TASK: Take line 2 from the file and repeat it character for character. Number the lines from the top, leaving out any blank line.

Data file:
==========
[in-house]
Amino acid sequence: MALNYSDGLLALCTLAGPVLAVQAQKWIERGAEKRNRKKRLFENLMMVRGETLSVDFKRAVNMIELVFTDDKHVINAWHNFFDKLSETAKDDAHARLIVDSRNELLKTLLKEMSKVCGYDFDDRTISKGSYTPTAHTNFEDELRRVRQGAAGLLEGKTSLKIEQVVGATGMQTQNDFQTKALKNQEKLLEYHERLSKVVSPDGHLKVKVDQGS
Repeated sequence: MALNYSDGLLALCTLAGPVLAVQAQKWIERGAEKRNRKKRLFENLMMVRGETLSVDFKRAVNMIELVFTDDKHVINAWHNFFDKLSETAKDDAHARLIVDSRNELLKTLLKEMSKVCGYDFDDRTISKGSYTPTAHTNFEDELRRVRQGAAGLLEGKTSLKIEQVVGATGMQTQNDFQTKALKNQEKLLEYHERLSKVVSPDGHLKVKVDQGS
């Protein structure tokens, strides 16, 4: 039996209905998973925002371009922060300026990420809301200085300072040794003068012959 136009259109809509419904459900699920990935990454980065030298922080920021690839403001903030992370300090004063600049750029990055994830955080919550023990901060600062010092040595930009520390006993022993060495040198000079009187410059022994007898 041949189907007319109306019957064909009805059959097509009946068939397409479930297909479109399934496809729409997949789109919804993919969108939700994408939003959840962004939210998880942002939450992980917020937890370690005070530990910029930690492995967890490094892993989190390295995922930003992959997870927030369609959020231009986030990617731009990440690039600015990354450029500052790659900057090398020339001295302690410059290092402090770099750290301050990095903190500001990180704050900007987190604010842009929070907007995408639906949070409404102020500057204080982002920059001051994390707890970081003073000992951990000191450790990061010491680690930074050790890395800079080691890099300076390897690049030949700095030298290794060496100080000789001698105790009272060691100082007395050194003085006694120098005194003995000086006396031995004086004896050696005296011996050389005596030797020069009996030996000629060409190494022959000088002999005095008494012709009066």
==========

Amino acid sequence: MALNYSDGLLALCTLAGPVLAVQAQKWIERGAEKRNRKKRLFENLMMVRGETLSVDFKRAVNMIELVFTDDKHVINAWHNFFDKLSETAKDDAHARLIVDSRNELLKTLLKEMSKVCGYDFDDRTISKGSYTPTAHTNFEDELRRVRQGAAGLLEGKTSLKIEQVVGATGMQTQNDFQTKALKNQEKLLEYHERLSKVVSPDGHLKVKVDQGS